Ontario reported 435 new COVID-19 cases on Saturday, with the province having processed 43,238 tests on Friday, a new record for a single day.
The majority of newly confirmed infections of the novel coronavirus are concentrated in three public health units, namely Toronto, Peel Region and Ottawa. These areas have 131, 110 and 45 additional cases, respectively, as of Saturday's provincial update.
Meanwhile, 64 per cent of Saturday's cases are among people under the age of 40, according to Ontario Health Minister Christine Elliott.
The Ontario health ministry reported that 100 people are in hospital with COVID-19. Twenty-eight people are in intensive care units, while 15 are on ventilators.
A total of 2,837 people have died of the virus in the province. No new deaths, however, were reported by the ministry on Saturday.
According to the ministry, Ontario has had a total of 49,340 cumulative cases, with 42,505 marked as resolved.
The new cases come one day after the provincial government announced it is shutting down strip clubs and imposing tighter restrictions on bar and restaurant hours in a bid to curb the spread of COVID-19.
Premier Doug Ford has said the latest restrictions will help reduce transmission in high-risk businesses.
Bars and restaurants are now required to close at midnight, except for takeout and delivery, and must stop serving alcohol by 11 p.m.
Crowd gathers to protest masks in downtown Toronto
A crowd gathered in downtown Toronto on Saturday to take part in a demonstration organized by a group called "Hugs Over Masks Nation."
The demonstration was billed as a "Freedom Rally." Participants walked south on Yonge Street to Yonge-Dundas Square, where many stood close together without masks.
Several held placards, including one that read: "Protect the Vulnerable, Free the Healthy!"
In a series of tweets, Toronto Mayor John Tory said the organizers of these protests are "trying to spread ridiculous and inaccurate information that, if believed, puts people's lives at risk."
Tory said that wearing a mask helps keep everyone safe and reiterates that he trusts the advice given by public health officials.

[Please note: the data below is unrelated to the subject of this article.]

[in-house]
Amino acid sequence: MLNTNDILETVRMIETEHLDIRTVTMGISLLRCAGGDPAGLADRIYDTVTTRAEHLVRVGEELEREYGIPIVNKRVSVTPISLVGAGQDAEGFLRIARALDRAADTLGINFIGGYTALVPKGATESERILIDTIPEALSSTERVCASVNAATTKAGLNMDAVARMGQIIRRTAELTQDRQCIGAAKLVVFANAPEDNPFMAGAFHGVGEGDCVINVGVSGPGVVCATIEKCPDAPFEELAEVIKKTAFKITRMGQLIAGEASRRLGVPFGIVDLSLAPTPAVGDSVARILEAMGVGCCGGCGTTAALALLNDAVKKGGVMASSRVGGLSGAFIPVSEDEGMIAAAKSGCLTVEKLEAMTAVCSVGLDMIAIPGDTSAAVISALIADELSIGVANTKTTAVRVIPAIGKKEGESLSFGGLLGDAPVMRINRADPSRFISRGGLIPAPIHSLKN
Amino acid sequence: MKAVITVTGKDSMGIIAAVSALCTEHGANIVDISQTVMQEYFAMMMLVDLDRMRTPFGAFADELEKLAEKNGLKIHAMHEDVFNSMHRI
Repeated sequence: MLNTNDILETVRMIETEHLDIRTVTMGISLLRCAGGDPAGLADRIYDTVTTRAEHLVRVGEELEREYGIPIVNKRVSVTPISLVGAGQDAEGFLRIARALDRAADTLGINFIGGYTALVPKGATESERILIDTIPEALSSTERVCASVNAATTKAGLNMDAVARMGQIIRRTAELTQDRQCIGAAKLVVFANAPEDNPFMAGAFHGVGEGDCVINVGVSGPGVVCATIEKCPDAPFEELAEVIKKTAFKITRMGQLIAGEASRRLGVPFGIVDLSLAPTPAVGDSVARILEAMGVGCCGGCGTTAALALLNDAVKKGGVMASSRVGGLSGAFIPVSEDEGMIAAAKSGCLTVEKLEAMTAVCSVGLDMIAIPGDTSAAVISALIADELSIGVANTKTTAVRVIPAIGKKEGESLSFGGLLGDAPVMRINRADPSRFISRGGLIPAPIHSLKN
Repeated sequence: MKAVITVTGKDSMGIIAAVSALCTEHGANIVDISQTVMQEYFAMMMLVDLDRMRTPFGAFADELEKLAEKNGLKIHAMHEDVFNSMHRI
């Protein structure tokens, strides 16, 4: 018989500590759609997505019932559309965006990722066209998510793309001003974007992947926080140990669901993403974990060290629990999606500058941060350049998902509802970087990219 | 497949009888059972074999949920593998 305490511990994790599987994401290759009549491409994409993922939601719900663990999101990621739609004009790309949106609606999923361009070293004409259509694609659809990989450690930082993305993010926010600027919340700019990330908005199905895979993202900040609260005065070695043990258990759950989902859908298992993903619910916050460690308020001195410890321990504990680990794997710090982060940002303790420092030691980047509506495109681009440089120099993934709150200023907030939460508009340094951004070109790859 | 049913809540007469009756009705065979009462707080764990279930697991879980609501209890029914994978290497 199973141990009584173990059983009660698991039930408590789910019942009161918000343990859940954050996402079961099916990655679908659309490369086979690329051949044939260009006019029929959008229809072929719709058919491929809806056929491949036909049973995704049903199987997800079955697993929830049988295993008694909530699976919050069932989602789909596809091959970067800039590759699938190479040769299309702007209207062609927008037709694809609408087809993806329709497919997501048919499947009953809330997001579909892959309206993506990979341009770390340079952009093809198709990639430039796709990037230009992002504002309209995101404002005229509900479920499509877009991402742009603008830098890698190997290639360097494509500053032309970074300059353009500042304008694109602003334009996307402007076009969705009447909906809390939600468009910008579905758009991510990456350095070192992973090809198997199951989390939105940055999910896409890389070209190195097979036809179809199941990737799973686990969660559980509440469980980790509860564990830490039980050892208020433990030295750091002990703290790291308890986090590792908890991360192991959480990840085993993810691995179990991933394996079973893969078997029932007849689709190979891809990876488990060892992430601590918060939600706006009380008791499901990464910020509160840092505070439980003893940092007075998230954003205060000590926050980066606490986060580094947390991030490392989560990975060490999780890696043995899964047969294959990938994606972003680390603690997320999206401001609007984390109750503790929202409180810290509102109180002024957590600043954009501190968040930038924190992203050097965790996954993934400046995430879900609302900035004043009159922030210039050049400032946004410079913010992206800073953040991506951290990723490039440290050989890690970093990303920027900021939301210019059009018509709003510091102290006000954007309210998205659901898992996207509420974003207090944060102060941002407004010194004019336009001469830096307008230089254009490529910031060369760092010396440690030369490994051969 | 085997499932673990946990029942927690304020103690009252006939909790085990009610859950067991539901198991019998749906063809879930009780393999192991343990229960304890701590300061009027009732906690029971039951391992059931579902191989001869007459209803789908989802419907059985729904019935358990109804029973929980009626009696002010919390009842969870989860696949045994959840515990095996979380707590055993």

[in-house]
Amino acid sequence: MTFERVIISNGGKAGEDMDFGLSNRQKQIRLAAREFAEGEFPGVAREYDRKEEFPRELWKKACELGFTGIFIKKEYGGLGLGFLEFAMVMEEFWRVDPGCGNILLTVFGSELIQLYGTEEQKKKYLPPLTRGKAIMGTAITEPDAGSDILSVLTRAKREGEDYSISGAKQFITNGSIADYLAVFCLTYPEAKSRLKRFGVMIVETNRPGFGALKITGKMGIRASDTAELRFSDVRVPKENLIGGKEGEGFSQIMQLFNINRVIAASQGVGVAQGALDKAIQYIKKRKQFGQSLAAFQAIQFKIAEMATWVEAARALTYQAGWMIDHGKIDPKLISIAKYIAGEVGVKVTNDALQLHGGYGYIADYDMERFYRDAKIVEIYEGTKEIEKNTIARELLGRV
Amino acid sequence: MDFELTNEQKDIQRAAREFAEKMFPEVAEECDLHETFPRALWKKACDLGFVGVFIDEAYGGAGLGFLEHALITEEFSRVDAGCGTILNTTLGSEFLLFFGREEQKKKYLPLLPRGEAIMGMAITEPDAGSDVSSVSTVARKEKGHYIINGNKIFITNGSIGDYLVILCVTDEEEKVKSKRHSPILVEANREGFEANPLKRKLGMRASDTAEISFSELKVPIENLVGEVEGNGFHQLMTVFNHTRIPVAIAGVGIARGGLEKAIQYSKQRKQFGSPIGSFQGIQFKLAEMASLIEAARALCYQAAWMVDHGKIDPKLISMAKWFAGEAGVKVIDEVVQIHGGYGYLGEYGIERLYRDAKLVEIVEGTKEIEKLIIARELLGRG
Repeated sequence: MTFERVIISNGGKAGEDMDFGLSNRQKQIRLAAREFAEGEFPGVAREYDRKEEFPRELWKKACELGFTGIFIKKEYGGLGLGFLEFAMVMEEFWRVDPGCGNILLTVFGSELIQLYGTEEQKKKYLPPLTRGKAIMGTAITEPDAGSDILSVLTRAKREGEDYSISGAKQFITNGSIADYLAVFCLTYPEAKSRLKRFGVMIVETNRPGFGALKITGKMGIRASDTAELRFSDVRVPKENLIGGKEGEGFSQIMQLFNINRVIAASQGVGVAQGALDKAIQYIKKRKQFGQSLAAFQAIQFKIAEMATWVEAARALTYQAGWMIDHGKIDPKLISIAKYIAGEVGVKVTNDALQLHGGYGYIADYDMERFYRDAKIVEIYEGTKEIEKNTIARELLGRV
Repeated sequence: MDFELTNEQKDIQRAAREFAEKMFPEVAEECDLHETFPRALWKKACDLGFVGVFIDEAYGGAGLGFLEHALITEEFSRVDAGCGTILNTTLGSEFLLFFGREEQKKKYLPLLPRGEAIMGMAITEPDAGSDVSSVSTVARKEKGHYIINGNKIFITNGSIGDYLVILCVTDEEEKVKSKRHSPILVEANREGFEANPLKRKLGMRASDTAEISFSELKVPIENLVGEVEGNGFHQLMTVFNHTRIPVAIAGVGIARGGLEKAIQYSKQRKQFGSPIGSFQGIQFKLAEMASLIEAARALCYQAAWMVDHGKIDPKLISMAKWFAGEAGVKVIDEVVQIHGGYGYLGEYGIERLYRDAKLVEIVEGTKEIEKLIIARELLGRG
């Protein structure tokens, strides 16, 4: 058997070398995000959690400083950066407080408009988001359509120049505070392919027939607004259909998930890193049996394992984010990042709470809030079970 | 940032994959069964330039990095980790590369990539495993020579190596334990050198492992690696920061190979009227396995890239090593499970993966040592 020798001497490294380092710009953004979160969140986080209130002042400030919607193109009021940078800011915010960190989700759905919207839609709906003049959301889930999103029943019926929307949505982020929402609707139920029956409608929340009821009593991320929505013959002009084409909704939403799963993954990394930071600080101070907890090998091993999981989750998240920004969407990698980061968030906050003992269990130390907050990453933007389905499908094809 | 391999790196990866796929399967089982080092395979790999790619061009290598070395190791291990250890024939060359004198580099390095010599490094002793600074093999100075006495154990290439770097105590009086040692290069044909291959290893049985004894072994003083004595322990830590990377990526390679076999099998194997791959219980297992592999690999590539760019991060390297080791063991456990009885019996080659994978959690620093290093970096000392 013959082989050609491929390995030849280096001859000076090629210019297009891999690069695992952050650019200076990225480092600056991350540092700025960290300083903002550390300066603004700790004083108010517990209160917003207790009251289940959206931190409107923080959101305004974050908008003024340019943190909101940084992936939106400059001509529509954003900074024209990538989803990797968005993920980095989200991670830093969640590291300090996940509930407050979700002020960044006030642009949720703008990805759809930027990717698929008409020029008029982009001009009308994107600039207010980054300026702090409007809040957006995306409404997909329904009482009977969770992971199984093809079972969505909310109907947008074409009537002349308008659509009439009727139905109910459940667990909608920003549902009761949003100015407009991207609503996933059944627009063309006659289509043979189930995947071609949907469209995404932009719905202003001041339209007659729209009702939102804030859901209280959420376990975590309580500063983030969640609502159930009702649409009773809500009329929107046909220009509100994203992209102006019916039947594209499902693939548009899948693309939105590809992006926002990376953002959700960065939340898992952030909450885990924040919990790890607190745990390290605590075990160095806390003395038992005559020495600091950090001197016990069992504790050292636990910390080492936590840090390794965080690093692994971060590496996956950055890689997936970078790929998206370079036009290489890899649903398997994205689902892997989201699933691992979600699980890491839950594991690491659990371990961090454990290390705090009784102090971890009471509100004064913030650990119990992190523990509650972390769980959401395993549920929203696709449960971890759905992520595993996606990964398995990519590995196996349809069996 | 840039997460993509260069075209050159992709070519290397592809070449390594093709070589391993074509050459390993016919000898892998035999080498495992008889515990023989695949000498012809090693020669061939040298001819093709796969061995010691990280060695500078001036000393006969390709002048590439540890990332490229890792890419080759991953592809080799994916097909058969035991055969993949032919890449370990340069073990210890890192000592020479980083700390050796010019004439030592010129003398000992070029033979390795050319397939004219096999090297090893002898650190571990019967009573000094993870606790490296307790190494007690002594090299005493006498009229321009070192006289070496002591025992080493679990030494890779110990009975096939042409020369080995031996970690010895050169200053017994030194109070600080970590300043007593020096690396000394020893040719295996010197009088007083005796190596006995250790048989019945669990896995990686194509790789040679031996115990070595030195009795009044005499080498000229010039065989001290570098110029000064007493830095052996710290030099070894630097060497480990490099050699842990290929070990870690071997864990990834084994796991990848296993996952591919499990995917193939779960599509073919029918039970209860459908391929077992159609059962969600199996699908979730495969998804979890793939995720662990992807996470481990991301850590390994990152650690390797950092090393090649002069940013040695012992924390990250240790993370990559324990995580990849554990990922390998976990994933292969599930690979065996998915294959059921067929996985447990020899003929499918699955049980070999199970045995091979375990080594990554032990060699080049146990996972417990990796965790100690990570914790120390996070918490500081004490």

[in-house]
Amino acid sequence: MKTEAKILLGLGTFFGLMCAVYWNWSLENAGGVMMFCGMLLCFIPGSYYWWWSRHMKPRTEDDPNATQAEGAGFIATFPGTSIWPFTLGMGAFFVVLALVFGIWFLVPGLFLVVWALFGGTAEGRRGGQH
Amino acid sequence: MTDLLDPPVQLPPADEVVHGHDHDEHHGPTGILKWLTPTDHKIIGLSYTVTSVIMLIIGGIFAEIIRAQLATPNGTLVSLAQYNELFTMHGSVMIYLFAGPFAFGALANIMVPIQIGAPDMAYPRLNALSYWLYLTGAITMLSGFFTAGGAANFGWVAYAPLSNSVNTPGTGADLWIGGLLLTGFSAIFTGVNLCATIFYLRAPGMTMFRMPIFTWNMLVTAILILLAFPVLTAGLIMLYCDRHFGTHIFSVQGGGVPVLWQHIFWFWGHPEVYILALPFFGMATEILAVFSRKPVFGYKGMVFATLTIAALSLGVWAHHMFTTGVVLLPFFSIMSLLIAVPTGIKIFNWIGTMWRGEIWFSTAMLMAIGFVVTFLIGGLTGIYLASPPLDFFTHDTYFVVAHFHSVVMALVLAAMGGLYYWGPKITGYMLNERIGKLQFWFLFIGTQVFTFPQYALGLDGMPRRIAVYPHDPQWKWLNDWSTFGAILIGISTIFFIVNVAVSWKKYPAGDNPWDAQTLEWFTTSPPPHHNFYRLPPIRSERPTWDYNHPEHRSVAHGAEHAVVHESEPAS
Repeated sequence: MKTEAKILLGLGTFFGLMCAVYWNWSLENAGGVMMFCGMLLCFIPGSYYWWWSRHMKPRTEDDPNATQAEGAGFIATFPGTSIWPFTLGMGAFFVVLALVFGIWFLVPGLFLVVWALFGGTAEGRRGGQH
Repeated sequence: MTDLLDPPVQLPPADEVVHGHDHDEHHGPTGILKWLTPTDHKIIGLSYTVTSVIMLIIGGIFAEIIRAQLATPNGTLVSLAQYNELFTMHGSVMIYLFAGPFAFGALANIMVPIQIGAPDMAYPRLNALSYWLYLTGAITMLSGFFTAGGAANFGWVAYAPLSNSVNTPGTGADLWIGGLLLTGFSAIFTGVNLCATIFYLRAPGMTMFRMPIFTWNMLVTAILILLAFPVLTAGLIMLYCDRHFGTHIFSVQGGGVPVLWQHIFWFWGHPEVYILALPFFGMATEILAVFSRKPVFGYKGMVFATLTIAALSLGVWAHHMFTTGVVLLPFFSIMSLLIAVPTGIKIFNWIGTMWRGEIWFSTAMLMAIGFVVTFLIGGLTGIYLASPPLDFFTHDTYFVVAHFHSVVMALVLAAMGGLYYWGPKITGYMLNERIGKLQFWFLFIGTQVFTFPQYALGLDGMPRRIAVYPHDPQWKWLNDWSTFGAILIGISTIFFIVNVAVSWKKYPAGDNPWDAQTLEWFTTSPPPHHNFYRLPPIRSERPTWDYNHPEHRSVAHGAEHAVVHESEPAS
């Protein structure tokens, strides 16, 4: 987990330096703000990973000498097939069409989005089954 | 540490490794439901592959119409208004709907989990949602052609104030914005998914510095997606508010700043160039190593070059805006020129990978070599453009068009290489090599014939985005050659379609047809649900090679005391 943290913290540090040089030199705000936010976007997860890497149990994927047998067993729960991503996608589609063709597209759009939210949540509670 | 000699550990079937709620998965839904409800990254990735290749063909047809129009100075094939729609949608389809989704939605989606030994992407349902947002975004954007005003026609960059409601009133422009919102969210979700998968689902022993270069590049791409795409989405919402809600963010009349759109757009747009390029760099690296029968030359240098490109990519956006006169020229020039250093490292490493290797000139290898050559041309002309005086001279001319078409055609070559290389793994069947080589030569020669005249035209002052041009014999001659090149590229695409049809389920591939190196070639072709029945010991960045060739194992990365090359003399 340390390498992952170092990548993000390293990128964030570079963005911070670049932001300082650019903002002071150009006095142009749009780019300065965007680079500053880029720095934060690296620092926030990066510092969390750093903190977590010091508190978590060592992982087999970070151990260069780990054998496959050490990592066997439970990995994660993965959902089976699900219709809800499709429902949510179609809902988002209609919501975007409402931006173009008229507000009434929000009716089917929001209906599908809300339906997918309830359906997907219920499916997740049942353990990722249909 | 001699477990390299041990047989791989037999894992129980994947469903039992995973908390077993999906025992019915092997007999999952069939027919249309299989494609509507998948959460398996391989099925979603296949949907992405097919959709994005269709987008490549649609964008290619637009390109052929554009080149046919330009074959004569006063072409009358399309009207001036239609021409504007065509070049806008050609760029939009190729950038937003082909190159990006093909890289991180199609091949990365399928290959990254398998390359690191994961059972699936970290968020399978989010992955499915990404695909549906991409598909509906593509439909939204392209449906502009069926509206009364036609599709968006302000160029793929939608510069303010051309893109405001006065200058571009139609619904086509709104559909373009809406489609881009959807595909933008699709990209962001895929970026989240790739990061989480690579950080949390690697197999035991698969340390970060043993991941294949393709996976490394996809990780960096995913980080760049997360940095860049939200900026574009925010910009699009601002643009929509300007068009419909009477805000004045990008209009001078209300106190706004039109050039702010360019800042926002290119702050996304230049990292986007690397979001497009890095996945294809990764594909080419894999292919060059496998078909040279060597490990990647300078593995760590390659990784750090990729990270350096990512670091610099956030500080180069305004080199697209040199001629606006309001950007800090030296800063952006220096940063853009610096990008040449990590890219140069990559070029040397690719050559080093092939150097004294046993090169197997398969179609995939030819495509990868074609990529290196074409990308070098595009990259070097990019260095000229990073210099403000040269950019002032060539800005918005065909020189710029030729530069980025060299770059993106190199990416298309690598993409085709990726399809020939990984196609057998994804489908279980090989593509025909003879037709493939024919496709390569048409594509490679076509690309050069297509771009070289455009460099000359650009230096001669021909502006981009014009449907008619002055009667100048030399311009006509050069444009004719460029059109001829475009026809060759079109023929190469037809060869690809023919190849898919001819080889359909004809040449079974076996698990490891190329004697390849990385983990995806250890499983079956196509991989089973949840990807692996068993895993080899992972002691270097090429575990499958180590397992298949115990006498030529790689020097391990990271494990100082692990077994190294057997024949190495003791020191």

"I trust the people of Toronto will make the right choice between advice offered by our best medical experts as opposed to baseless propaganda put forward by an eccentric collection of protesters," Tory said.
Toronto police are on the scene to keep the peace, however, were wearing masks.
Some pharmacies now offering COVID-19 testing
Meanwhile, some Ontario pharmacies began offering COVID-19 tests on Friday as the provincial government tries to take pressure off of busy assessment centres.
That change come as the province shifts its testing strategy to focus more on symptomatic people.
According to the ministry, people can get tested by appointment only at up to 60 pharmacies if they have no symptoms and are workers or residents of high-risk settings, such as long-term care homes, homeless shelters and other congregate settings.
Visitors to long-term care homes can also get tested at pharmacies.
The ministry said testing at pharmacies is available as well to people identified as part of a targeted testing campaign as directed by the health ministry and long-term care ministry, or by local public health.
Participating pharmacies can be located in the online Ontario assessment centre location finder.
Pharmacies need infection control measures in place
Alexandra Hilkene, spokesperson for the Ontario health ministry, said pharmacies will be required to have proper infection control procedures and tools in place to protect patients and staff.
"In compliance with public health guidance pharmacies must ensure that there is sufficient space that is dedicated to specimen collection. This space should be designed to minimize contact between the specimen collection area and the rest of the commercial area through the use of plexiglass barriers or other physical barriers/markers," she said.
"When visiting a pharmacy, Ontarians should adhere to public health measures, including wearing a face covering, frequent hand washing and maintaining physical distance from those outside your household or social circle."
The ministry says people who have symptoms of COVID-19 must visit an assessment centre for testing.
All of this means, however, that some people with no symptoms who are simply seeking reassurance that they don't have the virus will not be able to access testing at pharmacies.
Dr. Peter Lin, a Toronto-based family physician, said he thinks testing at pharmacies will enable the province to lower its backlog of tests waiting to be processed, which currently sits at 68,040.
"People that don't fit into those [higher risk] categories, if they go for testing, they're just taking up the capacity and their tests will come back as negative," he told CBC News on Saturday.
"That's not a good way to use our resources."
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